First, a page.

I was far from the only one who complained. Since then, "twist," "pervert," and "lie" have faded from government's Islamophilic vocabulary. So we're left with "exploit." Except there's a problem for Senator Lieberman: You can only exploit something that's actually there. It only made sense for the Islamophiles to use "exploit" when they were also alleging that Islamist claims about Muslim doctrine were fabrications. But those claims are real. If, as Lieberman maintains, terrorists are able to "exploit . . . Islam to serve a violent political vision," it is because Islamic doctrine does, in fact, support a violent political vision. This doesn't mean there can't be competing interpretations. Jihadists, however, are not making theirs up — it's in the scriptures.
More significantly, violence is not the principal concern here, though it is certainly the immediate one. Our real challenge is that, violent or not, Islamic doctrine constitutes a political vision. That is, Islam is not a mere religion as we understand the concept in the West — a set of spiritual guidelines that are denied governing authority in what is a separate, secular realm. Mainstream Islam calls for a comprehensive political, economic, legal, and social theocracy. Its spiritual elements are only a small part of the system, and it rejects the concept of divisibility between mosque and state.
Nor is it only terrorists who construe Islam this way — not by a long shot. Islamists have the full-throated support of Islam's most influential clerical and jurisprudential authorities. These include the leading faculty at Egypt's al-Azhar University, the seat of learning for Sunnis, who compose the vast majority of the world's Muslims. To be sure, there is a vibrant debate in the ummah about terrorism, as such. That, in reality, is a debate about tactics. There is broad consensus about the strategic goal: Non-terrorist Muslims substantially agree with the terrorists that Islam commands the establishment of sharia societies.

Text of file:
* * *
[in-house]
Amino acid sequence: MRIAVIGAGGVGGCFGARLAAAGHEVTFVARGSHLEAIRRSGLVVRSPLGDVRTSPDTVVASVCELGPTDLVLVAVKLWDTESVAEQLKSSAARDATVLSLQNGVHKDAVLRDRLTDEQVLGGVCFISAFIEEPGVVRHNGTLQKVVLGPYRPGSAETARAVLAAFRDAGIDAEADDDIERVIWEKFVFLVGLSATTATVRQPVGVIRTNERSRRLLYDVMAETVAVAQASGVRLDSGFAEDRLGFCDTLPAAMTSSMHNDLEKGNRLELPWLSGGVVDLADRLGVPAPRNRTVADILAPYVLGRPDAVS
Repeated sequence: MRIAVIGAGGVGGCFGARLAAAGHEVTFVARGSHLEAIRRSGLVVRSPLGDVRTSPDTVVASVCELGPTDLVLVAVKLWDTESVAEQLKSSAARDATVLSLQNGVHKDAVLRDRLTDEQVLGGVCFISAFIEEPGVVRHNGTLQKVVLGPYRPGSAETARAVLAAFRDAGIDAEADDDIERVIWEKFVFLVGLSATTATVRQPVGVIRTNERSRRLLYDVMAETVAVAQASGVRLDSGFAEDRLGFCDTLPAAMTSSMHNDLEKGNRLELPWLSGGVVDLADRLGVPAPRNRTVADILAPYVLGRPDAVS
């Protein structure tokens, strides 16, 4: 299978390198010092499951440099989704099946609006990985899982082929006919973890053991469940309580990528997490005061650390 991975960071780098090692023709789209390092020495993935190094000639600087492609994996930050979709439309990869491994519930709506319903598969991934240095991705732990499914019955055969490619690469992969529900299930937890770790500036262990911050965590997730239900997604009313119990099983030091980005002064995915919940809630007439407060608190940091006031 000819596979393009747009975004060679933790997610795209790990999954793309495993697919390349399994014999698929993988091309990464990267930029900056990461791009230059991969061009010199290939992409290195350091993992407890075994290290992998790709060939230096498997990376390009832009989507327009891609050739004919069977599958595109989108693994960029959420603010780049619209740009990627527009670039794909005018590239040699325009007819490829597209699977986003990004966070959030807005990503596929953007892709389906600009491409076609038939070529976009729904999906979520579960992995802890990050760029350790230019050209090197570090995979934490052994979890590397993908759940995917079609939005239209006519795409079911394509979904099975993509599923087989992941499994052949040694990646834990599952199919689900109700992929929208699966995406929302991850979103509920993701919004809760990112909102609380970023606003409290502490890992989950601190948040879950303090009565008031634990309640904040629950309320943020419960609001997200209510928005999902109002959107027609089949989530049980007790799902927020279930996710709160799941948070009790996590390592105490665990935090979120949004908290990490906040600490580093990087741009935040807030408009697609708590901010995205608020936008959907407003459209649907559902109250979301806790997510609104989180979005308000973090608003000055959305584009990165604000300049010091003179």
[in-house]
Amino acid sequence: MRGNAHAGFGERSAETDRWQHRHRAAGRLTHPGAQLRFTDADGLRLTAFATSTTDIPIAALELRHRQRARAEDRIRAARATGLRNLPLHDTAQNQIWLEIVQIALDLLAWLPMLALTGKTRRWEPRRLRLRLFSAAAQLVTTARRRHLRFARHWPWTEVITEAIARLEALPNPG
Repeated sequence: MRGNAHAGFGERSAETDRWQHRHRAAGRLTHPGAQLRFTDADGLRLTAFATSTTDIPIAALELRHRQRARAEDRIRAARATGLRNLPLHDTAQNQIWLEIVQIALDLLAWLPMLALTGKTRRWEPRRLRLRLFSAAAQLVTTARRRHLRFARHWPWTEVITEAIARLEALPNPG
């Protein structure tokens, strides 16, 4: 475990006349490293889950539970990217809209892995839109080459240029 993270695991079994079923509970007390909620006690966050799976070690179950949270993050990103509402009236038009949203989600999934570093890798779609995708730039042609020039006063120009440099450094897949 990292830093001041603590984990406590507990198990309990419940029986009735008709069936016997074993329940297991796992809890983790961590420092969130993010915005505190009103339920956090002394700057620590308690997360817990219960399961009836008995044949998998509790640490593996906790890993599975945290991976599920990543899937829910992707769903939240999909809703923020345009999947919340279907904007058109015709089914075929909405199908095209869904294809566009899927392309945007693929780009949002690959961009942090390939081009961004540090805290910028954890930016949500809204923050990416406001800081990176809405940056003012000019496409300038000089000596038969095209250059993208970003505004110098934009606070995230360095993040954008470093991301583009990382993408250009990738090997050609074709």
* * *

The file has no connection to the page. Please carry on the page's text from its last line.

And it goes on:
Senator Lieberman claims that, for most Muslims, there is an "enormous difference between their faith and the terrorist political ideology that has exploited it." That is not true. There are differences about terrorism, but there is a broad accord when it comes to the political ideology. The mainstream of Islam — by no means all Muslims, but many Muslims, including many of the most influential — is convinced that America is the problem in the world. A great number of Muslims in America — again not all, but many — believes that the U.S. should be a sharia society, notwithstanding sharia's core differences with our culture of freedom based on individual liberty.
Even with respect to terrorism, it is not accurate to say there is "enormous" disagreement between the mass of Muslims and the terrorists. The difference is narrow and nuanced. The argument is over whether terrorism in America, as opposed to outside America, is counterproductive.